Apr 1, 2007

Mourn with Those Who Mourn

6 Min Read

Yesterday, Helen told me that her husband, Gerry, is now a quadriplegic. In college, Helen was my wife’s roommate, and Gerry and I lived in the same dorm. Helen was maid of honor at our wedding. When we graduated from college, my wife and I went to seminary in the Boston area, and Gerry and Helen became missionaries in Malaysia. For more than forty-five years they ministered in Malaysia, Singapore, and Hong Kong. Recently they moved back to the states and settled in Fort Worth, Texas.

Last week, Gerry fell and shattered his spine. He cannot move his arms and legs nor can he breathe on his own. I spent the night in prayer. Instinctively I reminded the Lord of Gerry’s long faithful service, and told Him this was not an appropriate final chapter for a warrior like Gerry. Helen has entered the valley of mourning, and my wife and I are seeking to pray with empathy and with kingdom focus for our friend and comrade.

The previous sentence contains five carefully selected and thought-filled words. Let me unpack them for you.

Mourning is one of life’s universal experiences. To mourn means to feel deep grief, sorrow, heartache, anguish, angst, pain, misery, unhappiness, and woe. It is the opposite of joy. Mourning comes from loss that is perceived as irreversible, such as death, terminal illness, and devastating accidents. It is not expressed in the same way in every culture, but no matter where you live on the planet, sooner or later you will face “a time to mourn”. In spite of the fact that all human beings mourn, each person’s experience of grief is always unique.

The little book of Ruth in the Old Testament tells the story of a Moabite widow who became the great grandmother of King David and an ancestor of Jesus Christ. When Elimelech and his two sons died, Naomi decided to return to Bethlehem, and she urged her daughters-in-law to remain in Moab. Ruth replied to Naomi with empathy: “Do not urge me to leave you or to return from following you. For…your people shall be my people, and your God my God” (Ruth 1:16–17).

The name Ruth means “comrade,” “companion,” or “friend.” The archaic word ruth meant “pity” or “remorse”; it still has this meaning in the word “ruthless.” Ruth is empathy personified. Being empathic with those who mourn means being their “Ruth,” their “comrade,” “companion,” and “friend.” It means identifying with them as they walk through “the valley of the shadow of death” (Ps. 23:4).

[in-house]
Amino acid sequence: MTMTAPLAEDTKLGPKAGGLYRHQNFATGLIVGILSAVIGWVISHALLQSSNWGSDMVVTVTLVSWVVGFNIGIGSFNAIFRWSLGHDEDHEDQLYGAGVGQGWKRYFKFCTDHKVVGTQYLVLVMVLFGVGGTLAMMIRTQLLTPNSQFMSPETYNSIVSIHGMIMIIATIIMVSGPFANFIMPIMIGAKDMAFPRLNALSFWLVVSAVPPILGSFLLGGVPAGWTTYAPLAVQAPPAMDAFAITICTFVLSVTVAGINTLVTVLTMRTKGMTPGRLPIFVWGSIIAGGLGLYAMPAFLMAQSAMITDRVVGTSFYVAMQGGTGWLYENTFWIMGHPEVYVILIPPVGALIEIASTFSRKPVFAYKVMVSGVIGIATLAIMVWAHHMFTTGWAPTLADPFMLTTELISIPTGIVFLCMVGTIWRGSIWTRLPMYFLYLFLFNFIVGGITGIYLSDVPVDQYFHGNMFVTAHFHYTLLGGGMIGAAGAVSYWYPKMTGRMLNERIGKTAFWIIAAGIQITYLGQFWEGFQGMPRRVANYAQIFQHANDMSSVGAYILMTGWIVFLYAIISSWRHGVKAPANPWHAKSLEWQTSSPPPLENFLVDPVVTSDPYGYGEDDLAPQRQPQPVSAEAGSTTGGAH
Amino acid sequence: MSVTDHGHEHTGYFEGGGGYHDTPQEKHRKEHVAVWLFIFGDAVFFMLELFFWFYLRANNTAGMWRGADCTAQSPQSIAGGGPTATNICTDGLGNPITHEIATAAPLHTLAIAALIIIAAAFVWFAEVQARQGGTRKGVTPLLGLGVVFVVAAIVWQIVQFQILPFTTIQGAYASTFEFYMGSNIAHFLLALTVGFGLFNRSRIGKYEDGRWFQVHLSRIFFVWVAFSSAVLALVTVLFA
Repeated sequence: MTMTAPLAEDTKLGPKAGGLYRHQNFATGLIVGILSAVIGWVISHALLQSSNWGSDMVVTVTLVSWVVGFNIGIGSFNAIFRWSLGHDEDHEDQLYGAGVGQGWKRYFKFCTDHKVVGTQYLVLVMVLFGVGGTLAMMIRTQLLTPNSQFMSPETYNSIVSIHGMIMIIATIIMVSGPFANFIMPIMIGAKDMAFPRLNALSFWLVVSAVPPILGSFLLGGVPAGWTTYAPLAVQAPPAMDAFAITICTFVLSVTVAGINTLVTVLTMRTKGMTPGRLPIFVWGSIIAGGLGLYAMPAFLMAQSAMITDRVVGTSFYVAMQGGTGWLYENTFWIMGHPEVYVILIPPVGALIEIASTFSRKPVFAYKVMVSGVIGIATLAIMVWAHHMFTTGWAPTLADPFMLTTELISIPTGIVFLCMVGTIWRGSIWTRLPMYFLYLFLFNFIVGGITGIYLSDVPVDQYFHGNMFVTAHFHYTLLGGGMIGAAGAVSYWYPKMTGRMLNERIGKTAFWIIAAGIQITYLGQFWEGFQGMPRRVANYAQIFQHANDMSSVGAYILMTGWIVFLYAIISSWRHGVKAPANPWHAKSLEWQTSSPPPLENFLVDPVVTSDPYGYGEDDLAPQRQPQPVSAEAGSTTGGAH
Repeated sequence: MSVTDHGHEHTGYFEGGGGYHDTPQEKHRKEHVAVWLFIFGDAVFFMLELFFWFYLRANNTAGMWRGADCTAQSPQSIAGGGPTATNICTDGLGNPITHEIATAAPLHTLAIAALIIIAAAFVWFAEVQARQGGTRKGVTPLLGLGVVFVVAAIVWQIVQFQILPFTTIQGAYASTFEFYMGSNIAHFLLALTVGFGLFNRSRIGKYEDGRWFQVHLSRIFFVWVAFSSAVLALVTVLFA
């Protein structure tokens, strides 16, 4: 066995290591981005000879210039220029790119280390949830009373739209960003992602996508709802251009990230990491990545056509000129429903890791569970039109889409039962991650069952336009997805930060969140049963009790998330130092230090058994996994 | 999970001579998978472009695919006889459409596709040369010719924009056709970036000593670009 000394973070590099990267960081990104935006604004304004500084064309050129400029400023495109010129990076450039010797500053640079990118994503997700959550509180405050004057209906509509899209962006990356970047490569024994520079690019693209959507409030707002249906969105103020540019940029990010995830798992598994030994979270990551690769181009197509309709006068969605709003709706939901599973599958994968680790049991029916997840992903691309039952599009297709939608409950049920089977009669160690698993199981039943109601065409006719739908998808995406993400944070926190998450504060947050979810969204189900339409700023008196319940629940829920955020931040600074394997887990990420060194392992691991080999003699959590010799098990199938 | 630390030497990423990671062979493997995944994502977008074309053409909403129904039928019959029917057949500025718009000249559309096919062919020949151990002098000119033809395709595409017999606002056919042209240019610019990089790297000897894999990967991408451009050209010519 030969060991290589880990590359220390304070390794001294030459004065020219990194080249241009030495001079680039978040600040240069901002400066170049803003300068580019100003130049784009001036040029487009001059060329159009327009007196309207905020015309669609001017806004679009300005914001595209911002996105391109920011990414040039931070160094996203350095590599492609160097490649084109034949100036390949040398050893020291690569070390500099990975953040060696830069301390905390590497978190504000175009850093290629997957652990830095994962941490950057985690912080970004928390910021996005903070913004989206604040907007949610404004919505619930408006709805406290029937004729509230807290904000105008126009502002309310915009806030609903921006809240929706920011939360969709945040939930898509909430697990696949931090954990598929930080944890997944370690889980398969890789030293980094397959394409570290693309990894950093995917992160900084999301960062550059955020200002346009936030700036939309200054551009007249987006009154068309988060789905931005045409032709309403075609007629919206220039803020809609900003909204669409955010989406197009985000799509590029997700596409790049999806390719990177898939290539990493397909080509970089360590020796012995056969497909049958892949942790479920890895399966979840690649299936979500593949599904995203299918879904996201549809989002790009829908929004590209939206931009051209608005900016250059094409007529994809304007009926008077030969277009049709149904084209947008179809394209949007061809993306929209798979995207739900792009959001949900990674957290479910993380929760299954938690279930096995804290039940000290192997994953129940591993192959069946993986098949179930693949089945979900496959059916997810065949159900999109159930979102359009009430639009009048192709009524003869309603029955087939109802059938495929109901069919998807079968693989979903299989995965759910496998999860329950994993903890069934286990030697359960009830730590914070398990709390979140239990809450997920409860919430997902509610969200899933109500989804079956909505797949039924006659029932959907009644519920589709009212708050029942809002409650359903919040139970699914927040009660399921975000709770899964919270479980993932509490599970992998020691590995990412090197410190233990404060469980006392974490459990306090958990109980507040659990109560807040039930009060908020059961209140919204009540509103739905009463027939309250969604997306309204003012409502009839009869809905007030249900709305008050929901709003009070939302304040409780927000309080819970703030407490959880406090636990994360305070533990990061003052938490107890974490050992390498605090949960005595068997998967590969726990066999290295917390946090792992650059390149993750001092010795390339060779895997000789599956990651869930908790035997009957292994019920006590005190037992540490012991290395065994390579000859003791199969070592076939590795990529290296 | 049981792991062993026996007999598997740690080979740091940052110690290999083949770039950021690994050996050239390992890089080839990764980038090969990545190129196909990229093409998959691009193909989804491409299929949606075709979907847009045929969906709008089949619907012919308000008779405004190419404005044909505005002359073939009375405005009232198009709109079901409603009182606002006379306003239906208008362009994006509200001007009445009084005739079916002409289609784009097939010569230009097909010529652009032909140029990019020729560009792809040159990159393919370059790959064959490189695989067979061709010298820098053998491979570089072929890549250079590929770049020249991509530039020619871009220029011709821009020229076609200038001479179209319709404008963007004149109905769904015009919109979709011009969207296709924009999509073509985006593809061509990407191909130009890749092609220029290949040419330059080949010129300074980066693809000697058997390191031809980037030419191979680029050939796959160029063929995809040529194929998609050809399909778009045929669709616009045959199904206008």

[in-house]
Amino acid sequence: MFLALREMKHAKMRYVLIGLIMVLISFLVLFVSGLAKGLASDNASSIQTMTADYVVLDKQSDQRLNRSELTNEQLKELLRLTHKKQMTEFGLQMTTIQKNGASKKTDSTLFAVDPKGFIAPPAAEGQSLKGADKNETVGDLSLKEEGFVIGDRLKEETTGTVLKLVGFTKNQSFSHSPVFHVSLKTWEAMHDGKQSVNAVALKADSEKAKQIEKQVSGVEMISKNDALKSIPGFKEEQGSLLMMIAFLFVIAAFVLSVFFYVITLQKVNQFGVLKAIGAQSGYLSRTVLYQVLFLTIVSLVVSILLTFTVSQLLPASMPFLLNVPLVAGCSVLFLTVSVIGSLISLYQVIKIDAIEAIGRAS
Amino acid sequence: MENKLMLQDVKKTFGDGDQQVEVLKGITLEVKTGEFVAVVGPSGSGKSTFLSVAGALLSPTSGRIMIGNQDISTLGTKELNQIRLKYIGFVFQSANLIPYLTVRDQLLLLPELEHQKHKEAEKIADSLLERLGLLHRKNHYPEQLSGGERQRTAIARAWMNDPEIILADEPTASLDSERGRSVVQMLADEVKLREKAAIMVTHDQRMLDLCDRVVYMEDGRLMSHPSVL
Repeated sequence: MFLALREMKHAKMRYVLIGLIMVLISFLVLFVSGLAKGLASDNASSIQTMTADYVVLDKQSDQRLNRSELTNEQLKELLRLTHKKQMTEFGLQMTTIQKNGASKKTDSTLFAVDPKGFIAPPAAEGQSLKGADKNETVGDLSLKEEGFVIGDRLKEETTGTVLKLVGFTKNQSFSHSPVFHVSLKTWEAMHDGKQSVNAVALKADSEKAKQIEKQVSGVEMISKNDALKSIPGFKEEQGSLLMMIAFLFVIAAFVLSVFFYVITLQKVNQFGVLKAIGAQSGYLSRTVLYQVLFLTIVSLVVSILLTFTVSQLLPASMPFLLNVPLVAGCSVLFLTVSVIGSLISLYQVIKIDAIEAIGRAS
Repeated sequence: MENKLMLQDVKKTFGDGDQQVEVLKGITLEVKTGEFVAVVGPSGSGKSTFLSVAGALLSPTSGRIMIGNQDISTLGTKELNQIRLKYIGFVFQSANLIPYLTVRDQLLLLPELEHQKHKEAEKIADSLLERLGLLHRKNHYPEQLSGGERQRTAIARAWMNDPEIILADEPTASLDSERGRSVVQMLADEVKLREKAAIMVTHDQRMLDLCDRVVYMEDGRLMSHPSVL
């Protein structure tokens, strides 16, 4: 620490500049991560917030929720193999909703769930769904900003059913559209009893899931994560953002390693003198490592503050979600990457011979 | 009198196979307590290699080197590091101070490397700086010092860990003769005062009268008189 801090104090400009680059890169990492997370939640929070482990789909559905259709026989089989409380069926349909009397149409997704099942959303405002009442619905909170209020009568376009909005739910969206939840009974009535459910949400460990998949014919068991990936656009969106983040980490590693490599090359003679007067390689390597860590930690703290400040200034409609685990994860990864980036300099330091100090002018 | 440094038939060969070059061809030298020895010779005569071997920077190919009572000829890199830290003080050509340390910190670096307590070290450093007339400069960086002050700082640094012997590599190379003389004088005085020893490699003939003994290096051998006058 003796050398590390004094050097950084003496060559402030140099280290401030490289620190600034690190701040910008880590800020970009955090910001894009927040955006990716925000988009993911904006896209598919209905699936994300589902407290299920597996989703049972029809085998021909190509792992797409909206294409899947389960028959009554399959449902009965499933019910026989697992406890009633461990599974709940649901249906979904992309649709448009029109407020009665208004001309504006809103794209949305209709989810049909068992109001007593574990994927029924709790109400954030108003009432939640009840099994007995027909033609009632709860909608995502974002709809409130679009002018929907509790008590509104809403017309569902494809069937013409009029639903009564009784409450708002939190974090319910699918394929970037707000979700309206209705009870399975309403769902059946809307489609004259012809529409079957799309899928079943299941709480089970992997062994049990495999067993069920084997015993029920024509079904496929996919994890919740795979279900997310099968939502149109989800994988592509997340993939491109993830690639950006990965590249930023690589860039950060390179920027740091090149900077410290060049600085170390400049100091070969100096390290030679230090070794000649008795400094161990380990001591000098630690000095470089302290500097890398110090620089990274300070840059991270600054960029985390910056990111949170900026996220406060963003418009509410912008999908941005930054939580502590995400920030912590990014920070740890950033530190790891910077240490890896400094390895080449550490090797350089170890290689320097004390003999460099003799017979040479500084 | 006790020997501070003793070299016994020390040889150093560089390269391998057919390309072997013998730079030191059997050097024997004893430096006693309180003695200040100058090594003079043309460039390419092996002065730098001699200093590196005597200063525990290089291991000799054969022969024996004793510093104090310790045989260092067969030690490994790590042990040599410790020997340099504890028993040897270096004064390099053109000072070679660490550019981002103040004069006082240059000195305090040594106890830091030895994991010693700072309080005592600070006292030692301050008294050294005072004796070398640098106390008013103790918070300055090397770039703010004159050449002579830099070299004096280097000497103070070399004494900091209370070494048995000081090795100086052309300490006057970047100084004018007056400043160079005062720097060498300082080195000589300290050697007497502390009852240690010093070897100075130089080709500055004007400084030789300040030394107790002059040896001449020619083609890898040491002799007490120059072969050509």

Christian praying is a believer’s conversational response to God’s self-revelation in the person and work of Christ. Christian prayer must be in harmony with Christ’s teaching on prayer. A great deal of what is called prayer today does not meet this minimum biblical standard.

Central to Christ’s teaching on prayer is the petition, “Your kingdom come.” This kingdom is twofold: it is a kingdom of grace, which is the invisible, internal, present, personally experienced rule of God in each believer (see Rom. 14:17). It is also the future kingdom of glory, God’s future global reign in sovereign power, after Christ has made His enemies “a footstool for his feet” (Heb. 10:13). The kingdom of grace and the kingdom of glory are intimately connected. Only those who are born-again members of the kingdom of grace shall reign with Christ in the kingdom of glory (see John 3:3, 5).

Most praying is an emotional reaction to crisis, and as such it is usually self-centered and sentimental. Praying with focus proactively prepares for crisis by claiming the promises of God for the people and situations Providence places in our lives; it is God-centered, earnest, confident faith.

Why should Christians pray with empathy and kingdom-focus for those who mourn? I believe the most significant reason is that Jesus did this during His earthly ministry, He is now doing it, and He desires that we be His coworkers.

Jesus — the ultimate empathizer

Jesus is God, and He laid aside His divine privileges, made Himself nothing, took the form of a servant, and, “being born in the likeness of men,” He humbled Himself and died on the cross (Phil. 2:5–8; see also Heb. 2:14–15; 4:14–15).